Minergy’s LWA production facility was constructed as a means to beneficially reuse coal combustion fly ash from a power plant located in Oak Creek, Wis. LWA was commercially produced between 1994 and 2000, at which time the properties of the fly ash changed as a result of a new source of coal, thus allowing the fly ash to be marketed directly into the concrete industry without additional processing. This plant combined the fly ash, paper mill sludge from a coated paper mill in Wisconsin and municipal sludge from the Milwaukee Metropolitan Sewerage District to form a LWA product, meeting ASTM C330 and C331 LWA standards. The LWA was used in the local Milwaukee and Chicago construction markets.
The process receives ash and sludge via trucks, although a continuous feed of sludge or ash could be incorporated, depending on distances and building interferences. Each stream is proportioned and fed to an enclosed, high-intensity mixer. The resulting homogeneous mixture is fed to a pelletizing system that creates aggregate units according to the sizing required for the particular market. The pellets are fed to a traveling grate dryer to remove moisture and then to a rotary kiln for manufacturing into lightweight aggregate. Waste heat from the product cooler and kiln exhaust gases is recovered and used for the drying process.
In the first half of the rotary kiln, the organic fractions of the ash and sludge are combusted, releasing significant heat, and forming the cellular structure required for the low density lightweight aggregate. Nearly 85 percent of the thermal energy required for the process is provided by the organic fraction of the ash and sludge. In the second half of the kiln, the pellets are heat hardened by exposure to high-temperature gases (1800 to 2000 degrees Fahrenheit) from the upstream combustion. This atmosphere creates the conditions necessary for the pellet sintering, creating the high-strength properties necessary for construction applications.
The lightweight aggregate discharges from the rotary kiln into a cooling device, which recovers heat from the pellets and directs it to the traveling grate for drying the incoming moist pellets. Crushing and screening of the product can then be done in accordance with the requirements of the customer markets.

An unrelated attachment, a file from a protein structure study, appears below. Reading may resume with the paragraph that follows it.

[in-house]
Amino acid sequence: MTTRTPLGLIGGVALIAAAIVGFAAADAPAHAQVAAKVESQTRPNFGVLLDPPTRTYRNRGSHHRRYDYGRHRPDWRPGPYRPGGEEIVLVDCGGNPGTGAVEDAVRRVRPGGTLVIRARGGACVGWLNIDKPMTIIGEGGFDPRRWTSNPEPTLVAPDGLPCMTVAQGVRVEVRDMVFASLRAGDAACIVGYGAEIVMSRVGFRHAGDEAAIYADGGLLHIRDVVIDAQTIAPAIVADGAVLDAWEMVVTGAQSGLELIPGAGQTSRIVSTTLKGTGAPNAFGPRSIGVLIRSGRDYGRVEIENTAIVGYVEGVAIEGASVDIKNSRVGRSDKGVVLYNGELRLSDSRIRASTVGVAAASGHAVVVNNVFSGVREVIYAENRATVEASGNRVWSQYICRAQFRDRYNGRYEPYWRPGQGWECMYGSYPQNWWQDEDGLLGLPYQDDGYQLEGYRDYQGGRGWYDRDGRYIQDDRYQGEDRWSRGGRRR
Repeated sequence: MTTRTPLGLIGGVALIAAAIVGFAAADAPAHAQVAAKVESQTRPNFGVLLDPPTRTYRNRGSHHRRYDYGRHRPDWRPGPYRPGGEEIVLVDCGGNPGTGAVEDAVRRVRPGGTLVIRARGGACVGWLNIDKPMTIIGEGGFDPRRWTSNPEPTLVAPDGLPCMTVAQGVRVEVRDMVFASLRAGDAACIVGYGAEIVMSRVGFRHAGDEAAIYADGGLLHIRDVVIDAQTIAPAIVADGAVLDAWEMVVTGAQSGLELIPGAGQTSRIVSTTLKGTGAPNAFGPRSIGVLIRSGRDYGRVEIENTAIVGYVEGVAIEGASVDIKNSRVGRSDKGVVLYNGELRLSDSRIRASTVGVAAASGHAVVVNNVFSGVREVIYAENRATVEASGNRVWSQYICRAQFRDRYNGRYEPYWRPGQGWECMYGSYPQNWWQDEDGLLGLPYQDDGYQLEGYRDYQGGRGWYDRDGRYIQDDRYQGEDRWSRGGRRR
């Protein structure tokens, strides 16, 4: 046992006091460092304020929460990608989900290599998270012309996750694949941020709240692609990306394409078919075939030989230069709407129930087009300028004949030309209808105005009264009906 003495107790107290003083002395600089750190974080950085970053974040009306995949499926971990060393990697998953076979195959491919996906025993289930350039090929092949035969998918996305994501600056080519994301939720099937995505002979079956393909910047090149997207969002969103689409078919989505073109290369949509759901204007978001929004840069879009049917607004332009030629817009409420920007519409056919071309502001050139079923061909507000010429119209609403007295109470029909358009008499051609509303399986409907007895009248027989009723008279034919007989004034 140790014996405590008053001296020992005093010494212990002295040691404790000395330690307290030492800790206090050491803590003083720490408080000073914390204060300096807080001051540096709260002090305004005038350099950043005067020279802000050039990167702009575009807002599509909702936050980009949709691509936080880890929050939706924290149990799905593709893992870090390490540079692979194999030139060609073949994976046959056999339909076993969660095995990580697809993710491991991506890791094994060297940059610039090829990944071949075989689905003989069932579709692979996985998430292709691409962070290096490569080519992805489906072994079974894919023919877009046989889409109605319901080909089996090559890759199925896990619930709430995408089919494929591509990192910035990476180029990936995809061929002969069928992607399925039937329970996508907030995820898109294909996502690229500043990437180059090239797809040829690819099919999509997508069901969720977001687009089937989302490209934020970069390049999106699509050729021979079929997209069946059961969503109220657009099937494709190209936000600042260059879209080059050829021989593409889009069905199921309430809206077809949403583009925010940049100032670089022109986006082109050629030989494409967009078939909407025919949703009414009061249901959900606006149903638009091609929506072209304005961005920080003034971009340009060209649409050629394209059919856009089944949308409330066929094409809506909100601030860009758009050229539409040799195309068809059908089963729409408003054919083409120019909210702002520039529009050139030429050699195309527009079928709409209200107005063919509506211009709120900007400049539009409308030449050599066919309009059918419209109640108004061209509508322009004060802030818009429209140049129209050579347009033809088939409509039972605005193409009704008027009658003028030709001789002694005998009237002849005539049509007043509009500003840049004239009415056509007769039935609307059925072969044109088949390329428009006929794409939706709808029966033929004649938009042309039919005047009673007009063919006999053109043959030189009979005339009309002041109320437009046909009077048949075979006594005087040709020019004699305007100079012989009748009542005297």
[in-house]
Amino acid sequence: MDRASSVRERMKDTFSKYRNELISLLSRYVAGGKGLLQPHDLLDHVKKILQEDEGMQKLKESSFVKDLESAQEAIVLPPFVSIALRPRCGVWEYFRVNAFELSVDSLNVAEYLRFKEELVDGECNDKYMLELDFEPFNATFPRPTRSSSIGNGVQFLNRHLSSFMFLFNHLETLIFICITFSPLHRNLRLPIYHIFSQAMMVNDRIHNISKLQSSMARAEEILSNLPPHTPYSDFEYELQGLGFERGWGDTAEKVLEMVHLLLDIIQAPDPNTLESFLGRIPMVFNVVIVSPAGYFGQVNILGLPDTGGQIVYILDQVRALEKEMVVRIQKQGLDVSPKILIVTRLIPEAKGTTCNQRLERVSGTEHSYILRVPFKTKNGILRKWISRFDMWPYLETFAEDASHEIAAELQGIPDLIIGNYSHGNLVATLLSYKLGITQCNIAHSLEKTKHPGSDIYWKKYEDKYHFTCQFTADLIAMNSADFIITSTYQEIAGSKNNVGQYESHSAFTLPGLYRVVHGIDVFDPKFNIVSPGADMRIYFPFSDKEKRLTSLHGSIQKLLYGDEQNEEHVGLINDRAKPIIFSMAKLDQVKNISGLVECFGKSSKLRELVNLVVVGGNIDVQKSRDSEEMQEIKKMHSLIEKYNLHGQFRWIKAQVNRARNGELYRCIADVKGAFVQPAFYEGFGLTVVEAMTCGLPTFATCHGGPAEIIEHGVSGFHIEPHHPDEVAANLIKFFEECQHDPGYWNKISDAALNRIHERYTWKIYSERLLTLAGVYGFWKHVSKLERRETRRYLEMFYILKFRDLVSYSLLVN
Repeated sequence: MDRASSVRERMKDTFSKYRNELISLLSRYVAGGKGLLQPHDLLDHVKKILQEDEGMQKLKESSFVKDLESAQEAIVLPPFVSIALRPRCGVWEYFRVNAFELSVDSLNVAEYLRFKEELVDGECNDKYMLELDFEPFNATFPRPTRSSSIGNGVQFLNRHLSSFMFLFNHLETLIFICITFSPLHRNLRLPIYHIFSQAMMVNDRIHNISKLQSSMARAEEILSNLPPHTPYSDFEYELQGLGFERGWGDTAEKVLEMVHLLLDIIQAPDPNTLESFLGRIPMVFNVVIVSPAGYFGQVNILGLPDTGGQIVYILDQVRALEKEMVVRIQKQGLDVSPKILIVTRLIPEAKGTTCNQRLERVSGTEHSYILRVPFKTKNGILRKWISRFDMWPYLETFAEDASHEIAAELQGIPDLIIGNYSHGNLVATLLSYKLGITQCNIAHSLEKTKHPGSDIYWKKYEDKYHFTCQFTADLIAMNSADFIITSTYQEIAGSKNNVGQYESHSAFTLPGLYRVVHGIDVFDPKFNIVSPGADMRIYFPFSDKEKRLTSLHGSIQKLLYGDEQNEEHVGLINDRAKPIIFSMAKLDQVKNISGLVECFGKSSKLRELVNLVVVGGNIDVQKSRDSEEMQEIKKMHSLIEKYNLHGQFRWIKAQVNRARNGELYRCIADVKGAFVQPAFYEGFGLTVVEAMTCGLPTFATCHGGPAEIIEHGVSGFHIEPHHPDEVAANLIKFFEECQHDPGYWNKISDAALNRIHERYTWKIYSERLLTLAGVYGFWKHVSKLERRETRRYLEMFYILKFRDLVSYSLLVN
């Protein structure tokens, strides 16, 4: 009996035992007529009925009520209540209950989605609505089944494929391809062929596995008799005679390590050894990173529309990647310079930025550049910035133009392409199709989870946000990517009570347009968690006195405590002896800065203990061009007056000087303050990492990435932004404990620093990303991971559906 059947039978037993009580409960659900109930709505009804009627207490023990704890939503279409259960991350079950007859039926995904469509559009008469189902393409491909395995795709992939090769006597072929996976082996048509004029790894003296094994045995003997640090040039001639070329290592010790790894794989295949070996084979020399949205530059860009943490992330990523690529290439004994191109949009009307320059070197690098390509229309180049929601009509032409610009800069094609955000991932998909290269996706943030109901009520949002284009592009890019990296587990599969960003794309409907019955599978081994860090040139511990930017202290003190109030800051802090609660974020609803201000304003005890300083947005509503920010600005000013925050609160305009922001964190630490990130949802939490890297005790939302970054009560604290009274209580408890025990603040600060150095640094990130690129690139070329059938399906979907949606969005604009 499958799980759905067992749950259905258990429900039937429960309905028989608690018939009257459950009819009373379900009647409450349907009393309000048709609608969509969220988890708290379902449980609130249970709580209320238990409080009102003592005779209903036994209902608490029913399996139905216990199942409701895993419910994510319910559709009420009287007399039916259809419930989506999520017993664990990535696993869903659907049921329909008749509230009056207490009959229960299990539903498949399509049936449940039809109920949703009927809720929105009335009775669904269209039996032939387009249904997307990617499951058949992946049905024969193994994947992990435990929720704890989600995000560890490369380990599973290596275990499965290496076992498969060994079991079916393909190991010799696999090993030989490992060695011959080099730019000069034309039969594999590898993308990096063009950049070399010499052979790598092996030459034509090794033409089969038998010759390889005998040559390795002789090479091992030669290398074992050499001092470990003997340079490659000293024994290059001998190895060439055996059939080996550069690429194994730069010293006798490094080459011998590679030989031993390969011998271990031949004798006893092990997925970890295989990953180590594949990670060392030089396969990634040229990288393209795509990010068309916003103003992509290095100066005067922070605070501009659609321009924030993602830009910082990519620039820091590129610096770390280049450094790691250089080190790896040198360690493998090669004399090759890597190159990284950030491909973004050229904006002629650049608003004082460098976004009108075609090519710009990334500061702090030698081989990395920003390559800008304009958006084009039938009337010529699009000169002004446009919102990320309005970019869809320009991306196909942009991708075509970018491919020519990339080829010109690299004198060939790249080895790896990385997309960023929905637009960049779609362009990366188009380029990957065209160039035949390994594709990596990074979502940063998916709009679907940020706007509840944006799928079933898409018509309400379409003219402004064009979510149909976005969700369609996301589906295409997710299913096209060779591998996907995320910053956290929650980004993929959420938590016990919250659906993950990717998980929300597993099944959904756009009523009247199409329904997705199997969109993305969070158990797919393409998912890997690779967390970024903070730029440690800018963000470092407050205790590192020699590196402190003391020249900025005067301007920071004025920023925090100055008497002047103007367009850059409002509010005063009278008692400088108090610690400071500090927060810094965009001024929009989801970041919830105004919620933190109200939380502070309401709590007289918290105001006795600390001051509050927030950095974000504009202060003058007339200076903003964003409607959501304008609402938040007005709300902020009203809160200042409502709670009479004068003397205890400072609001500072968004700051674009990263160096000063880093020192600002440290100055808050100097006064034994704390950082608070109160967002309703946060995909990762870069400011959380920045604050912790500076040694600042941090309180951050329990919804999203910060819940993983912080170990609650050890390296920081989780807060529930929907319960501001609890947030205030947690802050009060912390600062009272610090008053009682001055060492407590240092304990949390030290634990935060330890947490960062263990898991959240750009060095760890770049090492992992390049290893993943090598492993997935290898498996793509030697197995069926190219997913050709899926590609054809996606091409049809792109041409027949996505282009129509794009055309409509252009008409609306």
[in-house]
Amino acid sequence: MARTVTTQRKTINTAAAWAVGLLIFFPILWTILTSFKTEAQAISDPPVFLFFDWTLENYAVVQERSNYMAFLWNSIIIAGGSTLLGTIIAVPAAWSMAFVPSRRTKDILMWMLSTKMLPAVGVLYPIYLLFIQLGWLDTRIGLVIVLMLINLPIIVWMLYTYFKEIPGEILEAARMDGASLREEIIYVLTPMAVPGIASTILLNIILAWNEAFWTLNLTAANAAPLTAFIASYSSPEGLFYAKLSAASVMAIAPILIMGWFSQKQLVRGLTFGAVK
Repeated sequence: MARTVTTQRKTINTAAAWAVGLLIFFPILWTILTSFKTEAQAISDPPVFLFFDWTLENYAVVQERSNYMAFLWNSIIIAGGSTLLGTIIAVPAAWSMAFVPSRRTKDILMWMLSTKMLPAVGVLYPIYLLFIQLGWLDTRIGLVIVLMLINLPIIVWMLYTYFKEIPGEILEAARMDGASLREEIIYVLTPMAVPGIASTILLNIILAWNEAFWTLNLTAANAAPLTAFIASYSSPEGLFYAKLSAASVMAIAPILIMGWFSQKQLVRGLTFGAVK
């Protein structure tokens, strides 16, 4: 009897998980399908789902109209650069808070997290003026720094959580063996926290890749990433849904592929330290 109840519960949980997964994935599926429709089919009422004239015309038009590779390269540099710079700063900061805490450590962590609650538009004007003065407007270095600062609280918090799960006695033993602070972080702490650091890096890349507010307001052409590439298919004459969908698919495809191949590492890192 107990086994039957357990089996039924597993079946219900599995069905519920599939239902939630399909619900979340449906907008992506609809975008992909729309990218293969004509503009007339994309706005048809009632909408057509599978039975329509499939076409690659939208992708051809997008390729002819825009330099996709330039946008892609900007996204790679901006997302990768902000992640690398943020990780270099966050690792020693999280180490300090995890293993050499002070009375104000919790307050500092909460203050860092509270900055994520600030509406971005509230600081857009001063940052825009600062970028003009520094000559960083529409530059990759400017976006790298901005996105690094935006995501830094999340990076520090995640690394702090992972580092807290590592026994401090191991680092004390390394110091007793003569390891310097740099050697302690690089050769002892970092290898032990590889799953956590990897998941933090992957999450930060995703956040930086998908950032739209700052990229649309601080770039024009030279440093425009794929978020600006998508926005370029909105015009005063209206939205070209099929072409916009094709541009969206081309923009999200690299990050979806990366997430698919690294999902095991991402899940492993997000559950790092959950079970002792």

The lightweight aggregate technology uses the best available control technologies to clean exit gases. Dust and particulate emissions are captured in a high-efficiency bag house, while dust and mechanical collector residuals are recycled back into the process. The gases are then cleaned in scrubbing and particulate control devices before being emitted.
With the lightweight aggregate technology, the ultimate disposition of the sludge occurs when it enters the process and is transformed into the aggregate product. An important feature of the LWA technology is that the environmental liabilities associated with sludge and ash are essentially eliminated. Organic compounds, pathogens and odors are completely destroyed in the process. Trace metals are permanently stabilized in the ceramic-like aggregate product. Water leach test results of the LWA product are within primary and secondary drinking water standards. As a result, the material has received exemptions from solid waste regulations.
The facility design had the capacity to process 60,000 wet tons of sludge and 90,000 tons of fly ash into 100,000 tons of lightweight aggregate.
Minergy LWA Properties and Use
The stone-like end product, Minergy LWA™, was suitable for use in a broad range of concrete products and geotechnical applications. Minergy LWA was sold to concrete producers throughout the Midwest. It is used to reduce dead loads and improve fire ratings of concrete in numerous construction projects. For example, past projects include office buildings in the Chicago area; a student commons facility at St. Olaf College in Minnesota; a hospital in Ft. Wayne, Ind.; Michigan Tech University’s Environmental Sciences Building; and in Wisconsin, VA Hospital in Madison, 8th Street Bridge in Sheboygan, and Miller Park, Midwest Express Center and the Hilton Hotel in Milwaukee.
Minergy LWA was also used to produce lightweight concrete masonry. Compared to conventional masonry units made with sand and stone, lightweight concrete masonry has higher fire ratings and higher R-values. Since lightweight concrete masonry is about 20 percent lighter than conventional masonry, it is easier to install and transport. Many users report fewer back injuries and fewer complaints due to repetitive motion ailments. Lightweight masonry units are slightly more expensive than conventional concrete masonry, but the cost of a typical wall made of lightweight masonry is generally less, due to increased productivity and lower transportation costs. The life-cycle costs are less due to energy savings.
Minergy LWA was also used for geotechnical applications. Lightweight backfill reduces the loads on poor subsoils, thus minimizing settlement. Lightweight backfill behind retaining walls exerts lateral pressures that are three to four times less than conventional sand, stone or clay backfill. Typical backfill projects include highway embankments, bridge abutments, fill for road construction, segmental retaining walls and lightweight fill for building structures.
Minergy LWA was also used to produce lightweight soils for rooftop gardens and parks such as McArthur Square in Milwaukee, Wis., and Monona Terrace in Madison, Wis. The thermal resistivity of Minergy LWA was about four times higher than sand or stone and is often used to backfill water mains that do not have adequate cover or to insulate other frost-susceptible structures. Lightweight aggregate can be used for perimeter insulation for slabs on grade and building foundations.